Ramkinkar’s sculptures to be finally preserved
Koch-Debjani, Sujata, Santhal Family, Buddha, Fountain – these are some of the world-renowned sculptures by Ramkinkar Baij which were created between 1930 and 1956. But the sculptures were gradually deteriorating due to lack of maintenance. However, Visva Bharati officials are finally heaving a sigh of relief following the Central government’s decision to sanction and release funds for the upkeep and maintenance of these priceless sculptures. An amount of 8 crores has been sanctioned for the purpose and it has been decided to make two sets of bronze casting of each of the sculptures, of which one will be housed at Visva Bharati and the second will be sent to National Gallery of Modern Art, New Delhi. Two sets will be made, so that a replica of the original art can be recreated or preserved and used for display or reference during exigency.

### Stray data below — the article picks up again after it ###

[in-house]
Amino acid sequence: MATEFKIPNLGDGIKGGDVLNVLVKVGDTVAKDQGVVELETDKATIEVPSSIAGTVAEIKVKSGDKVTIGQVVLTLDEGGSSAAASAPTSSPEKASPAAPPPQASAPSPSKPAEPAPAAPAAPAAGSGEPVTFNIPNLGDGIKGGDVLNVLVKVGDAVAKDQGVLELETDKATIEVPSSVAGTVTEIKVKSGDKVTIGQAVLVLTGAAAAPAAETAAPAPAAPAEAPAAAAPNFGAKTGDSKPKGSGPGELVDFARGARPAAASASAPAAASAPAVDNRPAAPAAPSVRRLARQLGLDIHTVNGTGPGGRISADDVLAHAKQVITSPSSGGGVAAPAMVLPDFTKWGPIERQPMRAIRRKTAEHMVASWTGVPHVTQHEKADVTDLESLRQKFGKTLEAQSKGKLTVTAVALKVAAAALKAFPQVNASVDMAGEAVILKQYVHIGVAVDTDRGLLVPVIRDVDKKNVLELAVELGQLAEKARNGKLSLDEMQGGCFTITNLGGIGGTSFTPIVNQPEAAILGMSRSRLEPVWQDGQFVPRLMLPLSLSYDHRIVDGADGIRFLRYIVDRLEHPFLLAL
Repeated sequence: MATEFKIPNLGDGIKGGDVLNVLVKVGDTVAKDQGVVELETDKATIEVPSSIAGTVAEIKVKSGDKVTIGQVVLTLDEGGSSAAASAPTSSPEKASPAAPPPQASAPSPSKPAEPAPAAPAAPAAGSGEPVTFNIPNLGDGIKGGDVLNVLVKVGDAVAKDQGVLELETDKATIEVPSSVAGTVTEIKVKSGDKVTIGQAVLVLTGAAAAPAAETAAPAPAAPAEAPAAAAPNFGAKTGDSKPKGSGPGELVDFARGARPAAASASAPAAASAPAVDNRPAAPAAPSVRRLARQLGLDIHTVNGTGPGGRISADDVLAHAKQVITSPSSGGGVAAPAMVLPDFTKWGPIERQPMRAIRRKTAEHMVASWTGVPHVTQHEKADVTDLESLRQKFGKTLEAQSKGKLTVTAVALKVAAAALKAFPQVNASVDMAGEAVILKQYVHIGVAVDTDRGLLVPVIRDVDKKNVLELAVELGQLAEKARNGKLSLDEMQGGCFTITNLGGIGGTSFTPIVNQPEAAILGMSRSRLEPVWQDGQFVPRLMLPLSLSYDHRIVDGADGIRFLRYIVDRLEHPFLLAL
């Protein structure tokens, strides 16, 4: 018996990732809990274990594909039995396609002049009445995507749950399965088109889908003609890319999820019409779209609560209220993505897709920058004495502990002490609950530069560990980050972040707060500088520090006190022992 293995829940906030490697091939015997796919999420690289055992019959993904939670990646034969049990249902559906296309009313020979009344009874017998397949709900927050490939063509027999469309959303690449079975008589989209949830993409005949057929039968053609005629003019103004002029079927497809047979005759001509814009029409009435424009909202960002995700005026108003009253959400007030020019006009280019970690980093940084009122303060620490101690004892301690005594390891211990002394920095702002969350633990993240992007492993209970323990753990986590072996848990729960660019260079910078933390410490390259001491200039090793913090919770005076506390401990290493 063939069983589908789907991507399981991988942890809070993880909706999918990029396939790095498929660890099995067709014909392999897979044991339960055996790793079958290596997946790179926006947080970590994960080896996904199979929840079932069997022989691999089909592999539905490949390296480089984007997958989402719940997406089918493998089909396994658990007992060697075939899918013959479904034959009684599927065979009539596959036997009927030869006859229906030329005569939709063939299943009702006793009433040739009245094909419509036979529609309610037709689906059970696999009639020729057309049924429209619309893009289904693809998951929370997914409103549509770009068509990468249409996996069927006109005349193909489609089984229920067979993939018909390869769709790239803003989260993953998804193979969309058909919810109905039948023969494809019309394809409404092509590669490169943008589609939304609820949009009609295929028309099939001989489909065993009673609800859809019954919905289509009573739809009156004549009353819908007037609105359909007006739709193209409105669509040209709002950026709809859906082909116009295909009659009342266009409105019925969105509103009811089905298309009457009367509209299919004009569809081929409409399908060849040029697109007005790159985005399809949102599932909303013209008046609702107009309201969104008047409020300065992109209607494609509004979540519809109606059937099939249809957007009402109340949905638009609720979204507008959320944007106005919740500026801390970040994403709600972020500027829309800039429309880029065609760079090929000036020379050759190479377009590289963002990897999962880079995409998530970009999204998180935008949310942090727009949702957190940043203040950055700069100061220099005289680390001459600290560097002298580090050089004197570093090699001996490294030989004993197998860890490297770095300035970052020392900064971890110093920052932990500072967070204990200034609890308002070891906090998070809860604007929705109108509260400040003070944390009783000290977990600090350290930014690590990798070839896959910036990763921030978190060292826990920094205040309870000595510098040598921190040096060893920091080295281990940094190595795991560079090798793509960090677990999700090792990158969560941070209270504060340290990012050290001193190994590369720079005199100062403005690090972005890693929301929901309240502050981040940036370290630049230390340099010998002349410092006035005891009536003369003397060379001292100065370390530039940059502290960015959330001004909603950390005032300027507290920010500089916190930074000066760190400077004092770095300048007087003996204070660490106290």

The Vice Chancellor of Visva Bharati, Dr Swapan Kumar Dutta says “precious time has already been lost in preserving these world-famous sculptures. Now, one has to study the project and decide on the methodology of conservation because we want the future generation to familiarize with the works of this great sculptor.”
Many professional artists and sculptors feel this decision should have been taken at least 30 or 40 years ago. The sculptures have been lying in the open, under the sky for such a long time that all of them have been affected. Deep cracks have been formed and chunks of concrete are comingoff from the sculptures, due to weathering. Ramkinkar had used cement and laterite for sculpting due to paucity of funds.
Visva Bharati University authoritites had been appealing to the Union government forfunds since long. Last year in March, when Arvind Subramaniyam, economic advisor to the Union governmentcame to Santiniketan,things gradually started to take a concrete shape. This was followed by Adwaita Gananayak, director general of National Gallery of Modern Art, New Delhi, who came to Santiniketan with an expert team in July last year. The team came for a second visit this year to interact with and discuss scientific methods of conserving sculptures.